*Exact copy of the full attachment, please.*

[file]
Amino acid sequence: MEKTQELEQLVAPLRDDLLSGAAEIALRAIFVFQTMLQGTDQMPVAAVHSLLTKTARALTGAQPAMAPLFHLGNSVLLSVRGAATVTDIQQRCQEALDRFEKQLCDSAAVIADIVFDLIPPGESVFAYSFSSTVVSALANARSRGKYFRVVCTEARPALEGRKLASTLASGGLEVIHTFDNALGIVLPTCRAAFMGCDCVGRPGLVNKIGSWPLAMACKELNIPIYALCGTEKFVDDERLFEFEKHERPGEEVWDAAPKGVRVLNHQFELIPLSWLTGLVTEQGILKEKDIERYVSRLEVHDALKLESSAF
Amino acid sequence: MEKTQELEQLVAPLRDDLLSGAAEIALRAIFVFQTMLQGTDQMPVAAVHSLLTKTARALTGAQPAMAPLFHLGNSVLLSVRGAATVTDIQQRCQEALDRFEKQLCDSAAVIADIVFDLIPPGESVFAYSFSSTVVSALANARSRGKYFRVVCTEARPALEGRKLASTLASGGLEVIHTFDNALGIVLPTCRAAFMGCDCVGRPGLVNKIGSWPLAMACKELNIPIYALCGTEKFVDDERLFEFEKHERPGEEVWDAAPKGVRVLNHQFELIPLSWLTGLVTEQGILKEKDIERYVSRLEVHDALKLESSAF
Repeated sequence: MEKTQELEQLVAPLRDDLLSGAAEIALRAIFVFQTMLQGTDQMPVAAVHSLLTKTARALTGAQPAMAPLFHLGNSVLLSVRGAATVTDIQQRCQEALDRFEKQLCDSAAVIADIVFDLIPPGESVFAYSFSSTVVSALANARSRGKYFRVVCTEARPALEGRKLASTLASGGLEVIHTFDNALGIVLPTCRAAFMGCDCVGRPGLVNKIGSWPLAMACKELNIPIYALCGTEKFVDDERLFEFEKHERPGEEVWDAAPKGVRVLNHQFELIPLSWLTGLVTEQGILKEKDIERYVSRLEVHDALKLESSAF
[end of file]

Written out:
Amino acid sequence: MEKTQELEQLVAPLRDDLLSGAAEIALRAIFVFQTMLQGTDQMPVAAVHSLLTKTARALTGAQPAMAPLFHLGNSVLLSVRGAATVTDIQQRCQEALDRFEKQLCDSAAVIADIVFDLIPPGESVFAYSFSSTVVSALANARSRGKYFRVVCTEARPALEGRKLASTLASGGLEVIHTFDNALGIVLPTCRAAFMGCDCVGRPGLVNKIGSWPLAMACKELNIPIYALCGTEKFVDDERLFEFEKHERPGEEVWDAAPKGVRVLNHQFELIPLSWLTGLVTEQGILKEKDIERYVSRLEVHDALKLESSAF
Amino acid sequence: MEKTQELEQLVAPLRDDLLSGAAEIALRAIFVFQTMLQGTDQMPVAAVHSLLTKTARALTGAQPAMAPLFHLGNSVLLSVRGAATVTDIQQRCQEALDRFEKQLCDSAAVIADIVFDLIPPGESVFAYSFSSTVVSALANARSRGKYFRVVCTEARPALEGRKLASTLASGGLEVIHTFDNALGIVLPTCRAAFMGCDCVGRPGLVNKIGSWPLAMACKELNIPIYALCGTEKFVDDERLFEFEKHERPGEEVWDAAPKGVRVLNHQFELIPLSWLTGLVTEQGILKEKDIERYVSRLEVHDALKLESSAF
Repeated sequence: MEKTQELEQLVAPLRDDLLSGAAEIALRAIFVFQTMLQGTDQMPVAAVHSLLTKTARALTGAQPAMAPLFHLGNSVLLSVRGAATVTDIQQRCQEALDRFEKQLCDSAAVIADIVFDLIPPGESVFAYSFSSTVVSALANARSRGKYFRVVCTEARPALEGRKLASTLASGGLEVIHTFDNALGIVLPTCRAAFMGCDCVGRPGLVNKIGSWPLAMACKELNIPIYALCGTEKFVDDERLFEFEKHERPGEEVWDAAPKGVRVLNHQFELIPLSWLTGLVTEQGILKEKDIERYVSRLEVHDALKLESSAF